"What this really is," Vonnegut said, "is a long delayed puberty ceremony. You are, at last, official, full-grown men and women - what you were biologically by the age of fifteen or so. I am as sorry as I can be that it took so long and cost so much for you to at last receive licenses as grown-ups."

Your problem is that KU holds to tradition and frugality. Rather than importing wit and wisdom, KU expects the Chancellor's Office to supply these commodities, even though the storehouse in Strong Hall may be pretty depleted.

I usually start seeking Commencement ideas about mid-April. I rack my brain, watch a lot of John Stewart and the Daily Show, and keep asking students if they have suggestions for the speech. None of this seemed to work, for me, this year so I did what you would do. I surfed the Net. I discovered that right next to term paper services are commencement speech salesmen.

"Looking for exactly the right words to say for your commencement speech? Look no further. SpeechWriterCC provides the perfect personal touch for this and all your other speeches."

Did you know that for $39.50 you can buy a Fire Fighters Graduation speech which congratulates the cadets, speaks of the challenges of their career and ends on a good luck note? For an extra five dollars you can get three "light hearted and sincere poems that add a motivational toast to the fire fighting cadets."

A possibility, but with all the budget cuts, I figured I couldn't get the $39.50 past the auditors.

But, I shouldn't have worried. I started focusing on the walk down the hill, and, as in all previous eight years, the ceremony itself conquered the panic and brought inspiration. The fundamental truth of the KU Commencement overpowers all: THE WALK IS THE CEREMONY. The speech is secondary, tertiary, to the walk itself.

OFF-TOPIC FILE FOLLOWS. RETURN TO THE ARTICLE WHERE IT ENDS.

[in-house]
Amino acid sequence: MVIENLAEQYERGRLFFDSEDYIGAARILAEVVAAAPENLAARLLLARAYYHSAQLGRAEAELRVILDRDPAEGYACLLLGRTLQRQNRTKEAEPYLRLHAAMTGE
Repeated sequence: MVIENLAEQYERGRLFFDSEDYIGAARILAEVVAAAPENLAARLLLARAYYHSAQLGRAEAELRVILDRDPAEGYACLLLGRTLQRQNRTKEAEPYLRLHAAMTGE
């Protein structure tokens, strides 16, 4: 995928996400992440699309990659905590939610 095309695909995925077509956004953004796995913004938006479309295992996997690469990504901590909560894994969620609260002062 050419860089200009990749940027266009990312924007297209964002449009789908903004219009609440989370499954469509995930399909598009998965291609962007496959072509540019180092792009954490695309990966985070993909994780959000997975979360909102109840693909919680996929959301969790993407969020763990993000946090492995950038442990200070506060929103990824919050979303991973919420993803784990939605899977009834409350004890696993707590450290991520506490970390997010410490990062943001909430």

We don't import wit and wisdom because there is a plentiful supply among our graduates, even if the Chancellor comes up short. We don't need to talk about your future triumphs because your triumph is in the present, in becoming officially a Jayhawk.

The license you receive today is to walk down the hill and out into the world with a unique status¹a representative of a relatively exclusive club that loves basketball but loves learning more, and understands when we say, "No one walks the hill alone."

Because the walk is the ceremony, the Chancellor discovers his real role. Even if you don't remember the speech, you will never forget the ceremony.

So let me congratulate the Class of 2004, citing particular students as a way to represent you all. If you will permit, I'll begin with Zack Hemenway, the first Hemenway to get an undergraduate degree at KU. Zack represents all the faculty and staff offspring who choose to attend KU. They in effect say, I like this university because I know how hard my parents work to make it successful.

Zack, I know, that it has not been easy to be the Chancellor's son. All those lame jokes in the convocation speeches, all those questions: "Who is your father?" You've defended your dad often, even when he was wrong, or maybe you didn't, and I just never found out. Whatever the case, your mom and I love you. I think I am doing this right. Tap-Point.

John Grant, representative of all the out-of-staters in the Class of 2004. John, I know how proud you are of your perfect attendance in sand volleyball, but your parents are proud of that degree.

Gena Milburn, representing all those who jog on Jayhawk Boulevard in the evening, thank you for stopping me during my evening walk, and saying all of those nice things about your years at KU. Clearly, you have captured the Jayhawk spirit.